This week marks a huge shift in the function of our household.
- Monday was my first official day training for the Richmond Marathon.
- Today is Cole’s first day of 4th grade
- Tonight is Cole’s first soccer practice for the fall season
- The end of summer means better weather for all of Christian’s favorite activities: fishing, biking, and maybe even some surf if we have a hurricane this year.
- In a few weeks, Chet will begin going to “school” two days a week.
- And Chet is refusing to help! (Nooooo!)
My head has been spinning this weekend. Normally my weekend long runs help me find mental clarity and a sense of calm for the weekend. This weekend’s run wasn’t the case. The reason for the craptastic run are endless – I woke up late, it was too hot, my fuel belt was all over the place, I decided to run a hard trail, my pony tail was annoying, I was in a hurry, and the list goes on – but in nut shell, I just mentally couldn’t get myself together. This bugs me. In fact, it really drives me crazy.
I turned my garmin off less than two miles into the run because even that was driving me crazy, so I don’t even have a pretty map or mile splits to satisfy me after my run. I just have a crap run and a feeling of being unsettled.
The rest of Saturday flew by along with Sunday. Monday arrived, and the start of the school year smacked me in the face. I got to work meal planning, grocery shopping, updating our family calendar, cleaning house, doing laundry, and prepping Cole for his first day. We packed his book bag full of supplies, we laid out his clothes, and he was sent to bed early enough to get a good night of sleep.
In the midst of all this juggling, I texted a friend who thrives on living a busy life. What was her secret? How does she make it work? Her response: tackle each day one day at a time. Don’t look at the whole month. Look at today. This was music to my ears and exactly what I needed.
Hello Tuesday! I’ve got you under control.
5am – wake up
5:30am – work
7am – return home to wake up Cole
7:40am – bus stop
2:00pm – leave work early
3:00pm – get Cole off the bus
5:30pm – soccer practice (sneak in a run while he is practicing)
6:45pm - Taco Tuesday
8:00pm – begin bedtime for the boys
I can handle this schedule. As I stood in the kitchen this morning making breakfast for Cole feeling confident about my ability to manage all these new changes, a white van with ladders on top slowly headed down our street. I looked at my husband and said, “I bet they are coming to put on our new roof”. (We were waiting on a phone call from our contractor to schedule the installation and were told it would probably happen on Friday). Sure enough, the van stopped in front our house. My husband quickly rushed to the front yard to avoid them coming to door. The dog would love to announce their arrival and wake up my still sleeping baby. They were here to work on our roof. They waited in front of our house (smoking their cigarettes) while my husband contacted our contractor. While he talked, the clock kept on ticking. We were getting closer to that 7:40 bus stop visit. I was not going to take pictures of Cole heading back to school in a cloud of smoke. Whether it is a good or bad thing is debatable, but when my life gets tilted off-balance my response is normally driven by emotions. I politely asked them to find a new place to park until they were ready to start their work day, and my daily agenda was back on track.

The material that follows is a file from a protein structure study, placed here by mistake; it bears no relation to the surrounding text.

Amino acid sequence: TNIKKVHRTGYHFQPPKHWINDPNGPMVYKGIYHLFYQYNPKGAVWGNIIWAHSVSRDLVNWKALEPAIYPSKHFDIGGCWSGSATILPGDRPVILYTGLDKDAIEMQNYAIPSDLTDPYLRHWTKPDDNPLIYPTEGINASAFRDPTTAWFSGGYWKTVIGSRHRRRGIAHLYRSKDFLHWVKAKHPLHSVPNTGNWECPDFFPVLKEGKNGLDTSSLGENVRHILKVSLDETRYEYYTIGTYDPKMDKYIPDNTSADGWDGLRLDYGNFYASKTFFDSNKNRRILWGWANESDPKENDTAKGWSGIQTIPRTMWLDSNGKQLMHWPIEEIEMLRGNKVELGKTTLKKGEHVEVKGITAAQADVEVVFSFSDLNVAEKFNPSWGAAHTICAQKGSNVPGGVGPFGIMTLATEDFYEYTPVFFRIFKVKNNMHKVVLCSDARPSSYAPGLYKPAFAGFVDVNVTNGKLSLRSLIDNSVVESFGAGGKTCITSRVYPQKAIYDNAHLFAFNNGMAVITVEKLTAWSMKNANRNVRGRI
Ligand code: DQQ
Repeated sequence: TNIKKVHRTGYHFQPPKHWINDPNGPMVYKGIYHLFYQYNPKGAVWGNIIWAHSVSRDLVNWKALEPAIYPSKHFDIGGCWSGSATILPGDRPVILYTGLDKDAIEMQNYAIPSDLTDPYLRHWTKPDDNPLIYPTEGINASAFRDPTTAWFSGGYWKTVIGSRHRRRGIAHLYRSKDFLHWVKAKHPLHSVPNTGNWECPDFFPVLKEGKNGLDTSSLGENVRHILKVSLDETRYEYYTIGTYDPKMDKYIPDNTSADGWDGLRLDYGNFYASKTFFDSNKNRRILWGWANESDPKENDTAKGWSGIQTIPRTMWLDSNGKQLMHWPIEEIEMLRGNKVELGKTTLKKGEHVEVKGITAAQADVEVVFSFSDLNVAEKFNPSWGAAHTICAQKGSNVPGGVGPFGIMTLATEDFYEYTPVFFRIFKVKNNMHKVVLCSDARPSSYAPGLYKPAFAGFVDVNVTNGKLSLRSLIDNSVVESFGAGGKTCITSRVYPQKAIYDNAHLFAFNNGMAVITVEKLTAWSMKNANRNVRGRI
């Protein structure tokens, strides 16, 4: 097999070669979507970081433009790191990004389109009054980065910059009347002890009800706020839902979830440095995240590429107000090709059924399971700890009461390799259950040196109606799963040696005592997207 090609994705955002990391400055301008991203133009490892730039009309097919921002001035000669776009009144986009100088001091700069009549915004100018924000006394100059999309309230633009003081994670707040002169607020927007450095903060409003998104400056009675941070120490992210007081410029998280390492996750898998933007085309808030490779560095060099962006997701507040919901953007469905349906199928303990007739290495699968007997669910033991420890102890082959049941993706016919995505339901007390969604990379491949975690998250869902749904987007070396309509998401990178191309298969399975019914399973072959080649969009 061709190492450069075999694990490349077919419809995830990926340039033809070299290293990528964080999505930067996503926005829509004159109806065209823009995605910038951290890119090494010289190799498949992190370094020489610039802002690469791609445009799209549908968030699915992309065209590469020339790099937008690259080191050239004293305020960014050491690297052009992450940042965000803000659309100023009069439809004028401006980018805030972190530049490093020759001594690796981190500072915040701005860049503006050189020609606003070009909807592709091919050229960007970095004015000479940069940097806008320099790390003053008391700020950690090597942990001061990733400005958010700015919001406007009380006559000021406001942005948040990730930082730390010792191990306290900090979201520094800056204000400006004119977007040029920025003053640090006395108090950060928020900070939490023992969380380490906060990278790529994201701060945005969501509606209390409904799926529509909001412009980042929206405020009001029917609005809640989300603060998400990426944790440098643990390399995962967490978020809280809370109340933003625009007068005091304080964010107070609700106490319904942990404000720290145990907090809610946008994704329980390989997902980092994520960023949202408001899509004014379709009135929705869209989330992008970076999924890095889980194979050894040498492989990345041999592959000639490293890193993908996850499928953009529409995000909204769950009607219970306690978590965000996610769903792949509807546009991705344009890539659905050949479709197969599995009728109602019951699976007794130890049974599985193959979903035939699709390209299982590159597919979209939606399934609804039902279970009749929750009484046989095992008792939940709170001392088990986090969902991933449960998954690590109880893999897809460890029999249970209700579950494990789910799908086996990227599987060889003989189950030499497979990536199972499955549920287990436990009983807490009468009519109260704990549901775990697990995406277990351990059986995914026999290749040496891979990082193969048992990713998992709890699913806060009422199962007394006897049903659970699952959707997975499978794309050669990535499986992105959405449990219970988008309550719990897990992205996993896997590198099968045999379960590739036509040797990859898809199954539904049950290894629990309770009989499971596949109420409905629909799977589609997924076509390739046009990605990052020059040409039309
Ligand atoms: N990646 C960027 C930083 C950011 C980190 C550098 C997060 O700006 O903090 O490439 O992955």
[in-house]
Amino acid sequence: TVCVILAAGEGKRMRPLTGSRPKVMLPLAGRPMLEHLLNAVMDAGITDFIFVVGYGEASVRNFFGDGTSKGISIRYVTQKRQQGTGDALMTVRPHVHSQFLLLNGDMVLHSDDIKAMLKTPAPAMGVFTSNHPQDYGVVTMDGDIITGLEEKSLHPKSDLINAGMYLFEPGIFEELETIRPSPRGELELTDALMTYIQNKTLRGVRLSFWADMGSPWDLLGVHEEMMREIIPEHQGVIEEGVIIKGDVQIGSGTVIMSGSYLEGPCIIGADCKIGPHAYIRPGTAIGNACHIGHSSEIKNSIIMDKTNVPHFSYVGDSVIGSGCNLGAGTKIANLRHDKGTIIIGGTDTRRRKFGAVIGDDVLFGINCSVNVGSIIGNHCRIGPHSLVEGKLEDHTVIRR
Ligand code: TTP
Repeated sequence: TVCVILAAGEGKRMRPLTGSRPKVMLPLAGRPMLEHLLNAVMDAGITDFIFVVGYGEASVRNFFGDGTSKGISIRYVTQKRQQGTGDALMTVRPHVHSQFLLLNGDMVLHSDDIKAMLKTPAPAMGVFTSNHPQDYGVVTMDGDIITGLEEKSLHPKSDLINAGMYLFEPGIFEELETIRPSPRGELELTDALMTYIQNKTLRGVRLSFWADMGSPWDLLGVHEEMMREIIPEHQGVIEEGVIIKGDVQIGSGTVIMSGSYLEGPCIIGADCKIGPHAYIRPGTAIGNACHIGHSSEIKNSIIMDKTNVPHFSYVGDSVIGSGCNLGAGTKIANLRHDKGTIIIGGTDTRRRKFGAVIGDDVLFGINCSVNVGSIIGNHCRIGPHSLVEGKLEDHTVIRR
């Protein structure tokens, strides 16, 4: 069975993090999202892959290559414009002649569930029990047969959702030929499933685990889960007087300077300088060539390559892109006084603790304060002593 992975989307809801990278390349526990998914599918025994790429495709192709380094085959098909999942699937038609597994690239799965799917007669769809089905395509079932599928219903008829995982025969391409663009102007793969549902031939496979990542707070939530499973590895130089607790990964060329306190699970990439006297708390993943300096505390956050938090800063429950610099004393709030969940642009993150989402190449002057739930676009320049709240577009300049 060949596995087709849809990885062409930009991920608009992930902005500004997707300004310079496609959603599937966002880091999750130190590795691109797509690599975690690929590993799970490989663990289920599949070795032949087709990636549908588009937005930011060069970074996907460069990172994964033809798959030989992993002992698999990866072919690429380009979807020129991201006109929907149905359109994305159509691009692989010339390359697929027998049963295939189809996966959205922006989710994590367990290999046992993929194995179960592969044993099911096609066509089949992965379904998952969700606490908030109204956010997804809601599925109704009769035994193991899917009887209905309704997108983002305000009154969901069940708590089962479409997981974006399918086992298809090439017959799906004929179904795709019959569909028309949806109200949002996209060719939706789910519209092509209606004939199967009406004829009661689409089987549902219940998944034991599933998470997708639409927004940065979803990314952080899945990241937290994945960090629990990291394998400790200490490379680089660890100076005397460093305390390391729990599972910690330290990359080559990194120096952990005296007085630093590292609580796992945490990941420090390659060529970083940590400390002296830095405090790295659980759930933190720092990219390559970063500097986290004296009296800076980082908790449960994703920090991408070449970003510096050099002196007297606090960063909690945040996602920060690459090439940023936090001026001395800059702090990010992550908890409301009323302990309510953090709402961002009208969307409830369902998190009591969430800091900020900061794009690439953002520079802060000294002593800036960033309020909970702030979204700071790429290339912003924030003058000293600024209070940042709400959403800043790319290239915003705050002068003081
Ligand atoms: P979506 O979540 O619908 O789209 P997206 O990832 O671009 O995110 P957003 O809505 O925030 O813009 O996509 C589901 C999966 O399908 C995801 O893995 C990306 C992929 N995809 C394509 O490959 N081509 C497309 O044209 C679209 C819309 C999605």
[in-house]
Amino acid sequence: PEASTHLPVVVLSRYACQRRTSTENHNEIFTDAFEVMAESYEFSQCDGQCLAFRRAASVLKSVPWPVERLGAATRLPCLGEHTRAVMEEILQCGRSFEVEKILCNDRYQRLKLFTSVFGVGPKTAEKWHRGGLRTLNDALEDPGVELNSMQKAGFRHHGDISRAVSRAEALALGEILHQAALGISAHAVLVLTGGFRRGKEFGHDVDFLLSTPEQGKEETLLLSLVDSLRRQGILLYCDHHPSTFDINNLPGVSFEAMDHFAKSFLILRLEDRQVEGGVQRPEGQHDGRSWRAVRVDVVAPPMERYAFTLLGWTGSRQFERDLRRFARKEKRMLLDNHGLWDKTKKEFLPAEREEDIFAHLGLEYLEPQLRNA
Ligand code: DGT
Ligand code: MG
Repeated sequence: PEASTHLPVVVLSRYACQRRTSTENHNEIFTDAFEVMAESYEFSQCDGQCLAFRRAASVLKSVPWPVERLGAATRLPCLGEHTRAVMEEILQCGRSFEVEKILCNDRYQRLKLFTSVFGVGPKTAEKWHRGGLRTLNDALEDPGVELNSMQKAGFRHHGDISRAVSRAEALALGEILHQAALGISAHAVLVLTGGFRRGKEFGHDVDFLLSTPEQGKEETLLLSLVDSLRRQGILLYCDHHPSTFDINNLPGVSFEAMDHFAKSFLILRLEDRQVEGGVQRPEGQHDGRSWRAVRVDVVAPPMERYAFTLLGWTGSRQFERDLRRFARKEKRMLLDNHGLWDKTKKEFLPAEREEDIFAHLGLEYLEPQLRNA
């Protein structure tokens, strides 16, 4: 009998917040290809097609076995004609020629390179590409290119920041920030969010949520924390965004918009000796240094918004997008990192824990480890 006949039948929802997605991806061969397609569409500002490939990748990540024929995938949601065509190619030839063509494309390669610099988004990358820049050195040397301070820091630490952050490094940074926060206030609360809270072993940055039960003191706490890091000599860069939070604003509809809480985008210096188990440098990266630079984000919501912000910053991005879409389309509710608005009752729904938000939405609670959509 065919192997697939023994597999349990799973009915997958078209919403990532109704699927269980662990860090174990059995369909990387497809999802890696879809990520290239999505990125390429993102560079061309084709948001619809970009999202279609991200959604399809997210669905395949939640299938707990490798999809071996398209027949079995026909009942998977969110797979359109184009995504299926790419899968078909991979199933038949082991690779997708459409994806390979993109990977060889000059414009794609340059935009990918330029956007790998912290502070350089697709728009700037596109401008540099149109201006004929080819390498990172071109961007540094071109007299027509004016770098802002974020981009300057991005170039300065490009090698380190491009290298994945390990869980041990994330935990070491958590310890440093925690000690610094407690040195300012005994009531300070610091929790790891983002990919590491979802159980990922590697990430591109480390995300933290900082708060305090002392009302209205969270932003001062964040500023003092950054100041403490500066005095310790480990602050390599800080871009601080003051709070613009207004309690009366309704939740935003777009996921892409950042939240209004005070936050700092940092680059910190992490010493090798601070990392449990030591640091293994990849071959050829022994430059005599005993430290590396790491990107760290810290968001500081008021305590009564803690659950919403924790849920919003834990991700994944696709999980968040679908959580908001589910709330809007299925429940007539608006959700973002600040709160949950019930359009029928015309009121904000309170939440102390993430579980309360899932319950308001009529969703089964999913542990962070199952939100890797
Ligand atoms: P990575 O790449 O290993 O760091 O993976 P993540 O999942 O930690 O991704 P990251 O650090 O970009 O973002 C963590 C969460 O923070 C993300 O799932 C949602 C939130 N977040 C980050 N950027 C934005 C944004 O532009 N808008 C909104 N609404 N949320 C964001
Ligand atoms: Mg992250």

Once Cole was on the bus and off to school, I had to reassess the rest of the day. The dog now needed to go to daycare, Chet needed to get to Grandma’s, and I needed to get my butt to work.
It’s now lunch time and the crazy whirlwind of the morning is behind me. I survived with my emotions in check, and yet that unsettled feeling from Saturday’s run is still lingering. I just can’t shake it. It wouldn’t go away in my short and easy run around the neighborhood last night. It wouldn’t go away after I put the boys to bed. It certainly didn’t go away when I was surprised with a roof installation.
I can only connect the feeling to one word: Fear
I know the best things in life come from tackling fear, but learning to embrace the fear of the unknown is definitely in the column in my life labeled “room for improvement”. What am I afraid of? If I had to connect the fear to a specific emotion it would be strongly rooted in not being enough:
- fear that my hip isn’t healthy enough to tackle 26.2 miles
- fear that my legs aren’t fast enough to get me to the finish line
- fear that I’m going to be disappointed by my race performance, again.
- fear that I’m not organized enough to tackle it all
- fear that something is going to get forgotten
- fear that I’ll lack in my parenting
- fear that I’ll lack in my wife-ing (yes, I’m pretending that’s a word)
- fear that something is going to get lost in the shuffle
I am simply afraid of disappointing. Not others, but myself. I want to be a good mom, not a perfect mom, but an engaged mom. I want to be an engaged wife. And I know that running is the key to me feeling accomplished in every aspect of my life.
I know it’s all in my head, and it’s something I have to work through. It’s also something that I have to let go of in this process. These expectations are all mine, they are all something I have placed on myself; therefore it is up to me to get rid of them.
So I’m hoping that by putting it on paper, by acknowledging this fear of disappointment, this fear of not being enough, I will find the right avenue for working through it. Words are a powerful thing. Saying out loud that right now, today, I am afraid at the end of this cycle of life I am going to end up disappointed takes away the power in those feelings. It almost sounds silly on paper.
Hello Fall! Hello School! Hello Marathon Training! I’m certainly ready to learn all that it has to offer.